Boer War Page 4
Great Canadian Heritage Discoveries
More important Canadian antique memorabilia the Museum has recently preserved.
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Great Canadian Heritage Treasure
Firescreen Tapestry - Major General Baden Powell - 1900
Orig. tapestry - Size - 48 x 54 cm
Found - London, UK
Fabulous! Fabulous!

This is a fabulous - why not repeat it - firescreen, from 1900.

This woven tapestry reminds us that in the Boer War era many people heated their houses with fireplaces, often in small rooms and so many people needed firescreens on stands to put between the direct heat of the fire and where they were sitting to shield them from the blast.

At some point the stand disappeared but they kept the tapestry as a memento of a man who grew only more famous as he grew older.

Below are two other versions of tapestries featuring Major-General Baden Powell, not Lord Baden Powell; that would be years down the road.

They are all the same size and were, either framed on the wall, or used as firescreens, or as facings for pillows.

Firescreen - Maj. Gen. Robert Baden Powell -1900 - Tapes 2

3 4 5 6

Anglo-Boer War "World Television Premiere"
Discovery of the Month
(June 2002)

In honour of the World Premiere Broadcast
of "The Great Anglo-Boer War: The Canadian Experience"
we feature this outstanding tapestry from 1900
Great Canadian Heritage Treasure
Boer War Tapestry, 1900
Woven textile - Size - 1.22 m x 1.32 m
Found - Miami, FL
"Anglo-Boer War Tapestry: A splendid artist designed this wonderfully huge (1.2 x 1.3 m) tapestry, in 1900, when patriotic fervour throughout the British Empire was fuelled by the apparent success of the British in defeating the Boers. Lord Roberts' fabled "March to Pretoria," the capital of the Boer's Transvaal Republic, from Feb. to June, 1900, had the Boers fleeing into the rural areas to escape the steam-rolling British army.

Canadian volunteer infantrymen (the Royal Canadian Regiment) and mounted men (the Royal Canadian Field Artillery, Lord Strathcona's Horse, the Canadian Mounted Rifles) all took part in the "Great March."

The tapestry shows highlights from engagements between Britain and Boer during the campaign.

The Armoured Train, top left, was a key part of the strategy used by the British against the Boers, who only had horses, mules, and oxen for transport. Trains could quickly bring men and supplies to wherever the British felt threatened, or to support a fresh attack against the Boers.

But the trains were vulnerable. Since they always followed the same track, Boers could plan an ambush days in advance, and constantly blew up bridges and tracks, to hamper their effectiveness.

Left, a Boer general directs his men in an attack on the armoured train. He is wearing a sword, a fanciful invention of the artist, who composed the tapestry.

Only the British officers wore swords, and then only for a few weeks during the opening months of the war.

Boer sharpshooters quickly singled them out for special attention - the Boers had no quarrel with the common British soldier who was only doing what he was told to - resulting in huge losses to the British army's officer corps.

Within a couple of months, British officers removed their insignia, medals, swords, Sam Browns, so they would be indistinguishable from their men in the field. In fact, when General Woodgate led the attack up Spion Kop in Jan. 1901, he even carried a rifle so he would "blend in."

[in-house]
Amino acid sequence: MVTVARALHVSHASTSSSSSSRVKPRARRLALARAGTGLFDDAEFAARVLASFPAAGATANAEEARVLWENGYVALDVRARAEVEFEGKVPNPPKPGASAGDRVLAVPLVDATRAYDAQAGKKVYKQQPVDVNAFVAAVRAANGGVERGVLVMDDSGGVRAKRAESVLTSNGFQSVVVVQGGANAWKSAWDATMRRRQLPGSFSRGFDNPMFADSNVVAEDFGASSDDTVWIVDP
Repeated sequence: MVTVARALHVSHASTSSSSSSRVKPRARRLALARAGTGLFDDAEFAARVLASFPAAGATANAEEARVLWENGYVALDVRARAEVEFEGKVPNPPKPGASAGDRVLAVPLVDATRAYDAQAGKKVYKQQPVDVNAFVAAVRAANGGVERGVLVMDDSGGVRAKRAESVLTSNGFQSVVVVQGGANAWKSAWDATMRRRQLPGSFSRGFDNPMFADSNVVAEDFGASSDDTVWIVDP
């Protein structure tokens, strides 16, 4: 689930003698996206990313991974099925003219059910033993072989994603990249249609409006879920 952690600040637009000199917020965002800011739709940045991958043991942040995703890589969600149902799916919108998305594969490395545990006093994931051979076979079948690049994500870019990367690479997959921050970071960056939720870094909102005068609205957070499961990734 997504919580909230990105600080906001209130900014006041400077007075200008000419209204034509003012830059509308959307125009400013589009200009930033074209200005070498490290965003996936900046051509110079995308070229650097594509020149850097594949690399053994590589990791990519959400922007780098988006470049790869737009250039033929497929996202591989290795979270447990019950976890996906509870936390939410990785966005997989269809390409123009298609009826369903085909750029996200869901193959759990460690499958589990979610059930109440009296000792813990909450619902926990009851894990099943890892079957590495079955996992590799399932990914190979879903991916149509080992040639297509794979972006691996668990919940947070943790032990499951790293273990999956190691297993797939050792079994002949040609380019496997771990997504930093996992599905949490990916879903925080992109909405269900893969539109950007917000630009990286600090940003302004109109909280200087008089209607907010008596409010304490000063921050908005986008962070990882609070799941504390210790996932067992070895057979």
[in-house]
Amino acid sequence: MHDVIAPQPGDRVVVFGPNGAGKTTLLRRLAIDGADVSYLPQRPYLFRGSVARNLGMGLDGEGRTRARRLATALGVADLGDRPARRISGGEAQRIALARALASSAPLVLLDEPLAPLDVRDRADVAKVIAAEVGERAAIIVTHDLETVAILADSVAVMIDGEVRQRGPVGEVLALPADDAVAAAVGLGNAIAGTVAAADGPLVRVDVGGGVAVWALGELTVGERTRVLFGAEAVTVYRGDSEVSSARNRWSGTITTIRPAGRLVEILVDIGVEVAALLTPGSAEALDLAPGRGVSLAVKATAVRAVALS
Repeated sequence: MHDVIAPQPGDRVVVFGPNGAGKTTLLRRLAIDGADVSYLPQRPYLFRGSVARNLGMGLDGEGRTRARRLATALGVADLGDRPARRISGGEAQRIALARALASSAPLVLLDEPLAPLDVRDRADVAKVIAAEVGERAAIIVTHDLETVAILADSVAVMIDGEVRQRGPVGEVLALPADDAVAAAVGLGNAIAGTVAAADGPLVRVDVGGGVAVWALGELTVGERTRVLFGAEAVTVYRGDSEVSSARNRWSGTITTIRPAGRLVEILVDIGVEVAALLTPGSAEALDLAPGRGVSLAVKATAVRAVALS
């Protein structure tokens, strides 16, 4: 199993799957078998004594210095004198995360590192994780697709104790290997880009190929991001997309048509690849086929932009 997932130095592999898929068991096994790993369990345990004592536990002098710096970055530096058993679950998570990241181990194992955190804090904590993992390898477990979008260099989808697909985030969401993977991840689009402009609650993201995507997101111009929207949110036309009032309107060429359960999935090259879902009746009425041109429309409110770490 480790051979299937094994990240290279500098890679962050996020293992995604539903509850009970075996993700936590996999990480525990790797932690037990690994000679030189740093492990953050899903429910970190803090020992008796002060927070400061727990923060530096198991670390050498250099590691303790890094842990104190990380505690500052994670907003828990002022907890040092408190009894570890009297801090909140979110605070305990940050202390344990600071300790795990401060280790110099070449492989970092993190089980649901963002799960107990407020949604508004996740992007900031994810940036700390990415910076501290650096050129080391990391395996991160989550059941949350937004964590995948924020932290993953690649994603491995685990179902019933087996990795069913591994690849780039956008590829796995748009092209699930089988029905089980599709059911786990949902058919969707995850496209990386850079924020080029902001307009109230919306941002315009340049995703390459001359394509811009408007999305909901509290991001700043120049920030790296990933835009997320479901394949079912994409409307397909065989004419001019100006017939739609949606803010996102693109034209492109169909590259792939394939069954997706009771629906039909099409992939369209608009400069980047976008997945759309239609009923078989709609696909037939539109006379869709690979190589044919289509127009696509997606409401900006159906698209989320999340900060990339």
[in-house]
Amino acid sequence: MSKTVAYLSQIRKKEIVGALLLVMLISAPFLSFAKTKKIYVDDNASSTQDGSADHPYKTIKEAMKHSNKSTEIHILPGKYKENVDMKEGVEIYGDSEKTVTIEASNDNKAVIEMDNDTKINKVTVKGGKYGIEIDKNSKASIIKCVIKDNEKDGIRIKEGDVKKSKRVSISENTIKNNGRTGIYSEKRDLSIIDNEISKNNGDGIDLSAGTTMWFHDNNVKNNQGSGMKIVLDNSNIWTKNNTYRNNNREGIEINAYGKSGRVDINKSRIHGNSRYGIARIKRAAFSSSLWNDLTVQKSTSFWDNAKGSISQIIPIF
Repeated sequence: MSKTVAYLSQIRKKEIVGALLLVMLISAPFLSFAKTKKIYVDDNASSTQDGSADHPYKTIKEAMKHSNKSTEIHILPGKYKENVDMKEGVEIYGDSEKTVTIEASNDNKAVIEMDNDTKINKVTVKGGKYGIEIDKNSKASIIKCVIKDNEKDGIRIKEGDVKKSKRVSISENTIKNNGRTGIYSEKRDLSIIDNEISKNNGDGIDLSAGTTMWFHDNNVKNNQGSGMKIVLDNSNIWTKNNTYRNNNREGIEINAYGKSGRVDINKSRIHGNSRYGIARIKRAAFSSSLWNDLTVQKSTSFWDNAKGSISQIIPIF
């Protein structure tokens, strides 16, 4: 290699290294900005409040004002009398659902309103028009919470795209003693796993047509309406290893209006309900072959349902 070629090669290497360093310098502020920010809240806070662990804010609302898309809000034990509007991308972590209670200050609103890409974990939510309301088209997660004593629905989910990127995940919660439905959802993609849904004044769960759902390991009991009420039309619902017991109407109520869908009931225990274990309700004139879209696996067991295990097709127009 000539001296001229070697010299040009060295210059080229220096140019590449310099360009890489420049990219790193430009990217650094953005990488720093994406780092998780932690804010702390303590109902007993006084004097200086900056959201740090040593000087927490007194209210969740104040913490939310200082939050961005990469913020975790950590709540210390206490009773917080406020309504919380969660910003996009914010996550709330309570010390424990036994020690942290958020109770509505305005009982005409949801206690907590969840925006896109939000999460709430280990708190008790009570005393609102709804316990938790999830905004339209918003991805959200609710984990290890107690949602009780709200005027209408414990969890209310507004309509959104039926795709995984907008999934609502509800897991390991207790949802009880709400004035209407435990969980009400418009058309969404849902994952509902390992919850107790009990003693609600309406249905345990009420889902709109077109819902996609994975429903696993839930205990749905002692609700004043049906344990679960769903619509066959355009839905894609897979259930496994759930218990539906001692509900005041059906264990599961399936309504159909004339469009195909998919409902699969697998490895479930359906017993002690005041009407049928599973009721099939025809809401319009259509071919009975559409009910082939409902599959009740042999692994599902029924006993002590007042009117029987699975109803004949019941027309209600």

At the left, Highlanders are rushing in to close with the enemy as a Boer receives a fatal shot below.

The Attack below, is a rather fanciful interpretation of the British cavalry attacking a Boer convoy. In fact even when burdened down with thousands of women and children, and hundreds of wagons, the Boers consistently outran and outmanoevered the British columns sent to catch them.

General De Wet, for one, won international renown for eluding the British army for two whole years without ever being caught and for constantly attacking and capturing British wagon trains and thousands of British soldiers.

The British cavalry charging with sword and lance happened only in the first weeks of the war. Boer fire at a kilometer and more was so fierce and accurate, the Anglo-Boer War marked the end for the usefulness of the British cavalry.

The War Balloon, right, was another relatively recent innovation in war. The British had five balloon units in South Africa. Right, the artist fancifully shows the men paying out the rope by hand, totally impossible of course. Balloons were tethered with a steel cable to a windlass on a balloon cart, and sent aloft to spy out the Boer positions ahead of the army as it advanced.

They were also used to direct artillery fire during an attack, the use so wonderfully shown by the artist in the tapestry. The men aloft are using telescopes to spy on the Boer positions, and would throw information on Boer movements down in weighted envelopes.

The Guns, shown charging on the right, also underwent a major transformation in the war. Traditionally always galloped close into the enemy lines, by gallant British officers, to pulverize the foe at close range, the tactic became suicide in the face of modern rifle fire.

At Colenso, the modern infantry rifle proved superior to the fabled British field artillery. The Boers with their outstanding marksmanship - with the new German Mauser rifle - mowed down the gallant British gunners and captured 10 of 12 British guns. It sent a shock wave through the British military.

This tapestry - probably from a wealthy home - encapsulated the patriotism of the British Empire at a time when war was widely accepted as a "Gentlemen's Game" and the populace celebrated their achievements by decorating their homes with war memorabilia to honour their efforts and to demonstrate their dedication to Queen and Empire

c Goldi Productions Ltd. 1996 & 2000